As visitors approach the rustic 1927 heritage farmhouse, they're greeted with the familiar aroma of homemade country-style classics. Little Farmhouse in the City welcomes travellers, diners, and lost Girl Scout Cookie salesgirls alike with first-class bed-and-breakfast suites as well as a full-service restaurant. Within the dining room, plates of hearty breakfast omelettes are soon replaced by homemade pastries and scones served at high tea, followed at dinner by entrees of hearty homemade soups, perogies, and shepherd's pies. An on-site gift shop peddles cards, chocolates, and artwork as well more than 150 fine teas.
Before diners place their orders at Thai D'or waiters will often inquire, "Can you handle spicy food?" True to Thai culinary techniques, many of its dishes brim with fiery spices and chili-infused sauces, but chefs are eager to adjust spice content to suit each individual palate. Named for the French word for gold, the Thai restaurant lives up to its title with its fresh, authentically prepared curries, noodles, and specialties and its commitment to cultural traditions of hospitality. Servers bear blended cocktails and simmering meat, seafood, and vegetarian dishes into the dining room, where guests recline on cushy leather chairs beneath the glow of red lanterns. Eastern decor adorns the wall, and water trickles down from stone mosaics. The restaurant opens its function room to private parties, designing customized menus for family gatherings, business meetings, and kindergarten graduations.
The coffee-drinking cultures of Seattle and Old World Europe intertwine at The Wired Monk. Baristas swirl steamed milk into organic, fair-trade coffee drinks, which guests sip beside hand-painted art and a roaring fireplace. Meanwhile, the scent of cinnamon rolls wafts from the bakery case, past aromatic tea leaves by Zhena Gypsy and Mighty Leaf. Red espresso, a roobois tea from the mountains of South Africa, fills caffeine-free lattes with flavours as bold and smooth as a saxophone’s pick-up lines. Healthy treats such as fruit smoothies and gluten-free muffins round out the menu with a touch of sweetness. The sound of tapping toes fills the shop on Thursday nights, when artists such as Harma White and Vaughan McKay flaunt their rock ’n’ roll chops. Large-screen TVs draw sports fans to the couches on game days, and drink specials lure wine lovers on Wednesday nights.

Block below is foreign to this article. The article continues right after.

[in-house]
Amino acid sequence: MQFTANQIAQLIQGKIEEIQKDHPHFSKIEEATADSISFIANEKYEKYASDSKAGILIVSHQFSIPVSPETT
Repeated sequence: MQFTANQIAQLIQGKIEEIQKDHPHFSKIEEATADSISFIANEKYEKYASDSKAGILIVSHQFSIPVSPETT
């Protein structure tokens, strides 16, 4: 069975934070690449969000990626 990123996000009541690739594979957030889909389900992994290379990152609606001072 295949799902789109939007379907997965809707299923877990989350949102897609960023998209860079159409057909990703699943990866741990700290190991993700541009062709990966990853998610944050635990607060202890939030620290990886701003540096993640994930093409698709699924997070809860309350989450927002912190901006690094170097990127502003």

Champions of adhering to traditional recipes and culinary practices, a father-and-son team serves as both the owners and head chefs of New Passage to India. Their kitchen staff whips up dishes native to a variety of Indian regions, granting diners a taste of the subcontinent without the paper cuts that come from eating maps. They handcraft ingredients such as house-made paneer cheese, garden-fresh mushrooms, and fresh lamb with pinches of hand-ground spices. Sensitive to varied tolerances of piquancy, the chefs customize the heat levels of many of their creations to individual preferences. Affable servers wend from table to table within the dining room’s deep-green walls and wooden columns.
Beef, turkey, and ham covered in mozzarella cheese and tucked into a ciabatta bun. Hot Tommy’s specialty sandwich, the Wrangler, may not appear to have the same Mexican flavour profile as its fellow menu items until diners take a bite. Inside, a drizzle of hot black-bean sauce brings the spicy flavour that weaves the eatery’s whole menu together. Chicken enchiladas and banana-pepper-covered nachos recall the hot sun and natural hot-sauce springs found closer to the equator, and chili dogs and a bavarian sausage slathered in barbecue sauce blend a hint of old Europe into the mix.
Three generations after John Taves bought his first plot of land in the 1930s, grandson Loren Taves and his wife Corinne still keep the family farm running. At Taves Family Farms Applebarn, guests can navigate the expanded Corn Quest Maze, greet lovable critters at the petting barn, or tour the grounds on a hayride. A zipline lets thrill-seekers soar above the farm, and down below, edible ammo flies at non-ziplining targets from the corn gun and pumpkin cannon.